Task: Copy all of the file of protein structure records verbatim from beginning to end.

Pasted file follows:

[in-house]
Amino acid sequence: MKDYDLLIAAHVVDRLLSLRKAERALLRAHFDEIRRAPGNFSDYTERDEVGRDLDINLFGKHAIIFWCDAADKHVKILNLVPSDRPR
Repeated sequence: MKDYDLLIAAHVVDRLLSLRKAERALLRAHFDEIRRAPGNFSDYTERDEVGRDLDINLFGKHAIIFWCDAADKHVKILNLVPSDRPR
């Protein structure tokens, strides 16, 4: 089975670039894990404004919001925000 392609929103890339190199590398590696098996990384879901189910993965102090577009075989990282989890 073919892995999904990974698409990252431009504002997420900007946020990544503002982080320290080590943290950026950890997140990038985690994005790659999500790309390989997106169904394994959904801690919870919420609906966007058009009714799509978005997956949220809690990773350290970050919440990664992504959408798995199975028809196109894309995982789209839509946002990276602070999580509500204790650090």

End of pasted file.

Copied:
[in-house]
Amino acid sequence: MKDYDLLIAAHVVDRLLSLRKAERALLRAHFDEIRRAPGNFSDYTERDEVGRDLDINLFGKHAIIFWCDAADKHVKILNLVPSDRPR
Repeated sequence: MKDYDLLIAAHVVDRLLSLRKAERALLRAHFDEIRRAPGNFSDYTERDEVGRDLDINLFGKHAIIFWCDAADKHVKILNLVPSDRPR
């Protein structure tokens, strides 16, 4: 089975670039894990404004919001925000 392609929103890339190199590398590696098996990384879901189910993965102090577009075989990282989890 073919892995999904990974698409990252431009504002997420900007946020990544503002982080320290080590943290950026950890997140990038985690994005790659999500790309390989997106169904394994959904801690919870919420609906966007058009009714799509978005997956949220809690990773350290970050919440990664992504959408798995199975028809196109894309995982789209839509946002990276602070999580509500204790650090």